There is no question that winter offers some of the most stunning photography opportunities. The snow sparkling in the sunlight (or, sometimes even more magically, in the moonlight), the untouched blanket of white powder rolling over hills and meadows, or sometime studded with little animal prints. It’s all absolutely delightful. Makes you want to take a  limousine service to a fancy Christmas ball. And don’t even get my started on those days where it’s sunny, with very few clouds, but somehow it still manages to snow those big, fluffly flakes that land in clumps on your clothing, and catch the sunlight as they drift down to the earth. It’s like it’s all out of a fairytale.

And not only are the natural phenomena themselves great for photographing, but so are winter activities! There’s skiing, tubing, snow-angel-making, snowball fighting, igloo-building, sledding, skating, hockey, and the list goes on and on! All super great opportunities for some candid action shots, for sure. Just make sure that you don’t accidentally become embroiled in the heat of a fierce snowball fight if really you were just planning on being the photographer. Getting hit in the face with a snowball can be bad enough, but getting hit in the camera, and then having a camera hit you in the face, well … probs worse. And then you have your camera itself to think about.

So, while we’re on that topic, that is something extra you should keep in mind about taking pictures in the winter, to be careful of all the wetness. Because though snow might be fun to roll around you, it is really just water in disguise, and thus could spell bad news bears for any electronic device you might be carrying, be it a professional-grade super camera, a point and shoot, or just your phone. Not that you should be letting those things just roll out of your pocket in any other season, either, but there usually isn’t quite so much wet to deal with as there is in winter time.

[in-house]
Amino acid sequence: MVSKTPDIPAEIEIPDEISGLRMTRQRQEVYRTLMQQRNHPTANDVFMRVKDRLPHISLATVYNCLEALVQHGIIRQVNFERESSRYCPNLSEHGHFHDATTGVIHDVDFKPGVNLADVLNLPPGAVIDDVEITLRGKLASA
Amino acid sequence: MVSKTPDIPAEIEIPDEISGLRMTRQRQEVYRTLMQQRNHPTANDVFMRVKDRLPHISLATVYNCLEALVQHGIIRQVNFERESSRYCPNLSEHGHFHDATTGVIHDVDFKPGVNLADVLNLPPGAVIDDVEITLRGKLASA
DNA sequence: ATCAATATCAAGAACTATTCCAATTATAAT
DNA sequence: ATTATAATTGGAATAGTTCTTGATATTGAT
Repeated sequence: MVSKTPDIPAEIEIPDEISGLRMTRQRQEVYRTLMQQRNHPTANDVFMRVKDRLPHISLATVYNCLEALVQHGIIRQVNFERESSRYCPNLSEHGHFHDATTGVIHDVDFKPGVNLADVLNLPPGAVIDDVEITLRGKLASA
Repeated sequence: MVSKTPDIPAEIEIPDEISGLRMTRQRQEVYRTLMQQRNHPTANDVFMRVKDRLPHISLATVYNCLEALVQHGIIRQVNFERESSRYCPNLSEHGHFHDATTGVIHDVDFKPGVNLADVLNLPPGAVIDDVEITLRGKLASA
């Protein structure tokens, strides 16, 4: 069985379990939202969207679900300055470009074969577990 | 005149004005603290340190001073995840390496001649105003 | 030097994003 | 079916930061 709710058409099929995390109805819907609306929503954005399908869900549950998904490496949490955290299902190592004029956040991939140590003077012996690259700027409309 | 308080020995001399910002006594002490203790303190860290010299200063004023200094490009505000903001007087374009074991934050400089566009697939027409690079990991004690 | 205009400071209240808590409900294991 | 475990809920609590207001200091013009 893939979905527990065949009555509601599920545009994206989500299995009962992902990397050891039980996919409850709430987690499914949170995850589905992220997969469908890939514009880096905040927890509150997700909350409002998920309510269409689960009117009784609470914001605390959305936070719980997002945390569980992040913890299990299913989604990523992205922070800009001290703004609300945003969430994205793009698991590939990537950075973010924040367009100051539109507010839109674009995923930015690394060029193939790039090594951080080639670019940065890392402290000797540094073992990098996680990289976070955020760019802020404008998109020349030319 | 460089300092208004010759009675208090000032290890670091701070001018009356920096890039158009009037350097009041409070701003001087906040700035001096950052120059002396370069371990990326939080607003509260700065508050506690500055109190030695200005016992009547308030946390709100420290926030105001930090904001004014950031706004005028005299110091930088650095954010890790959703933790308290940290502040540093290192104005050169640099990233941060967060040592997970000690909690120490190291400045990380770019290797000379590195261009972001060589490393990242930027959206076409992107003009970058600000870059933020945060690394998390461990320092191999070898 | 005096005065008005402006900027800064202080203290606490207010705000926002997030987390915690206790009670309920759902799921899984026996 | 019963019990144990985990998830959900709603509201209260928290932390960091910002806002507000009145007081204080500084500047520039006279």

Some of my favourite shots to take in the winter are after ice storms. Depending on where you’re from and what kind of experience you’ve had with winter, an ice storm may seem like a pretty frightening thing. Cause it sounds a lot like there are basically just chunks of ice flying around, which … like, kinda. But the best part about those storms is the aftermath. I mean, not for the city, usually, because there is often a ton of damage, but for anyone who likes nature photography, it’s the bees’ knees! The most beautiful things that can be covered in ice, I think, are branches and leaves. I like getting in real close and focusing the camera on the branches and leaves and berries, and letting the snowy background really remain the background, like letting it remain out of focus. That usually works out really beautifully.

The only thing that can sometimes prove problematic in winter photography is getting cold fingers. That’s a real concern. Usually, in the depths of Ottawa winters, I have two pairs of gloves on, anyway, so often I make sure that the little gloves underneath my larger mittens are the kind without fingers, so if there’s the opportunity for a really nice shot, at least most of my hand stays warm.

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